Brian Eno on Creating Music and Art As Imaginary Landscapes (1989)

In Imag­i­nary Land­scapes, doc­u­men­tar­i­ans Dun­can Ward and Gabriel­la Car­daz­zo paint an impres­sion­is­tic video por­trait of Bri­an Eno: record pro­duc­er, visu­al artist, col­lab­o­ra­tor with the likes of U2 and David Bowie, ambi­ent music-invent­ing musi­cian, self-pro­claimed “syn­the­sist,” ear­ly mem­ber of Roxy Music, and co-cre­ator of the Oblique Strate­gies. Even if you’ve nev­er han­dled an actu­al deck of Oblique Strate­gies cards — and few have — you’ve sure­ly heard one or two of the Strate­gies them­selves in the air: “Hon­or thy error as a hid­den inten­tion.” “The most impor­tant thing is the most eas­i­ly for­got­ten.” “Do some­thing bor­ing.” The idea is to draw a card and fol­low its edict when­ev­er you hit a cre­ative block. This should, in the­o­ry, get you around the block, no mat­ter what you’re try­ing to cre­ate. Eno first pub­lished the Oblique Strate­gies with painter Peter Schmidt in 1975, and here in Imag­i­nary Land­scapes, four­teen years lat­er, you can hear him still excit­ed about the cards’ basic premise: if you fol­low arbi­trary rules and the­o­ret­i­cal posi­tions, they’ll lead you to cre­ative deci­sions you nev­er would have oth­er­wise made.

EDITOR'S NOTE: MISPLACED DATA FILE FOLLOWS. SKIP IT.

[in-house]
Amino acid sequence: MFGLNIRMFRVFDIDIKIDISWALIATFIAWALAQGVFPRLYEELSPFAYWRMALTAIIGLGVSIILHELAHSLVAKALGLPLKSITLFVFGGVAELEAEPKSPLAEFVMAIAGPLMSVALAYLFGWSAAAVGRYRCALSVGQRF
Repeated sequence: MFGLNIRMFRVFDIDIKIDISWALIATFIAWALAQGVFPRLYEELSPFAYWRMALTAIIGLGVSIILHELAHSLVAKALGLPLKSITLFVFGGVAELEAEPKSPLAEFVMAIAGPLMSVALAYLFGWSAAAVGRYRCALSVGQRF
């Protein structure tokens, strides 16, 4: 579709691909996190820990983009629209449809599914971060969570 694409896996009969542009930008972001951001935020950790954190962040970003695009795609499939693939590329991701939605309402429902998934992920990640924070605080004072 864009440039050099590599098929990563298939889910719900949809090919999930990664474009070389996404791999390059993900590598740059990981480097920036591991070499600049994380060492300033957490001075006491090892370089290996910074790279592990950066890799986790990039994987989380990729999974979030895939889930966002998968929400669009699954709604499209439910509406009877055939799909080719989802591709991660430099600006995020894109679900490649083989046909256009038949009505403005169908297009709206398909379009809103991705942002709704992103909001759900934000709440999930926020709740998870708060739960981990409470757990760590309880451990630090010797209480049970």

This short doc­u­men­tary com­bines inter­views of Eno with footage of him craft­ing sounds in his stu­dio, sim­u­lat­ing the echoes of a cave, say, then turn­ing that cave into a liq­uid. It weaves these seg­ments togeth­er with a trip through Amer­i­can cities like Los Ange­les, San Fran­cis­co, and New York, then back to the Wood­bridge, Suf­folk of Eno’s youth, then on to Venice, one of the world’s places that draws him irre­sistibly with its water­i­ness. Place itself emerges as one of Eno’s dri­ving con­cepts, not sim­ply as a source of inspi­ra­tion (though it seems to work that way for his video Mis­tak­en Mem­o­ries of Medieval Man­hat­tan), but as a form. When Eno talks about mak­ing albums, or images, or instal­la­tions, he talks about them as places for audi­ences to exist. In any phys­i­cal place, you’re pre­sent­ed with a cer­tain set of choic­es. You can’t always tell the delib­er­ate­ly designed ele­ments from the “nat­ur­al” ones, and hav­ing a rich expe­ri­ence demands that you active­ly use your own aware­ness. This, so Eno explains, guides how he builds “places” — imag­i­nary land­scapes, if you will — for lis­ten­ers, gallery­go­ers, record­ing artists, or him­self, try­ing to open up “the spaces between cat­e­gories” and “make use of the watcher’s brain as part of the process.” Look into his more recent projects, like his iPhone apps or his col­lab­o­ra­tions with bands like Cold­play or his tour­ing exhi­bi­tion 77 Mil­lion Paint­ings, and you’ll find him build­ing them still.

Col­in Mar­shall hosts and pro­duces Note­book on Cities and Cul­ture. Fol­low him on Twit­ter at @colinmarshall.


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